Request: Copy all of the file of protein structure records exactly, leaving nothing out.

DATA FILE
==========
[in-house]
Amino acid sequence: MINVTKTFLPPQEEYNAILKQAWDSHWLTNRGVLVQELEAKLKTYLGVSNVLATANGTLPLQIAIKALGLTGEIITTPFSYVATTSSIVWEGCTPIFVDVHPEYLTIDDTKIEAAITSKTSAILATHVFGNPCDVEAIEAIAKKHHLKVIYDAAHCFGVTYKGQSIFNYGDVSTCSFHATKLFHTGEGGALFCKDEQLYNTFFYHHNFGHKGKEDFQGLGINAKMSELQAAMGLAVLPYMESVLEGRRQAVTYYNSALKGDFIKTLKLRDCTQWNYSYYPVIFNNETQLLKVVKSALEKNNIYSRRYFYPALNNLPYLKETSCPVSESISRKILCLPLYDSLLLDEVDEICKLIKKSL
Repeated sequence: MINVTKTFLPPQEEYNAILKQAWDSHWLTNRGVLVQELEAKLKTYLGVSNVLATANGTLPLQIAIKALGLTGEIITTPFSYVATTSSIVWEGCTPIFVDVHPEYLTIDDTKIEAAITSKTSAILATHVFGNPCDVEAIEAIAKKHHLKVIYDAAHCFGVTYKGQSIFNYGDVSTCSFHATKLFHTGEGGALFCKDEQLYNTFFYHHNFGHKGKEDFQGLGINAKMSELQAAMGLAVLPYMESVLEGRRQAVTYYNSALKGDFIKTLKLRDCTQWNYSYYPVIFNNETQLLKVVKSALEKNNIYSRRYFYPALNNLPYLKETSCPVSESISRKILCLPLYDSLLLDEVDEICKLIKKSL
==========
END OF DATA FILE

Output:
[in-house]
Amino acid sequence: MINVTKTFLPPQEEYNAILKQAWDSHWLTNRGVLVQELEAKLKTYLGVSNVLATANGTLPLQIAIKALGLTGEIITTPFSYVATTSSIVWEGCTPIFVDVHPEYLTIDDTKIEAAITSKTSAILATHVFGNPCDVEAIEAIAKKHHLKVIYDAAHCFGVTYKGQSIFNYGDVSTCSFHATKLFHTGEGGALFCKDEQLYNTFFYHHNFGHKGKEDFQGLGINAKMSELQAAMGLAVLPYMESVLEGRRQAVTYYNSALKGDFIKTLKLRDCTQWNYSYYPVIFNNETQLLKVVKSALEKNNIYSRRYFYPALNNLPYLKETSCPVSESISRKILCLPLYDSLLLDEVDEICKLIKKSL
Repeated sequence: MINVTKTFLPPQEEYNAILKQAWDSHWLTNRGVLVQELEAKLKTYLGVSNVLATANGTLPLQIAIKALGLTGEIITTPFSYVATTSSIVWEGCTPIFVDVHPEYLTIDDTKIEAAITSKTSAILATHVFGNPCDVEAIEAIAKKHHLKVIYDAAHCFGVTYKGQSIFNYGDVSTCSFHATKLFHTGEGGALFCKDEQLYNTFFYHHNFGHKGKEDFQGLGINAKMSELQAAMGLAVLPYMESVLEGRRQAVTYYNSALKGDFIKTLKLRDCTQWNYSYYPVIFNNETQLLKVVKSALEKNNIYSRRYFYPALNNLPYLKETSCPVSESISRKILCLPLYDSLLLDEVDEICKLIKKSL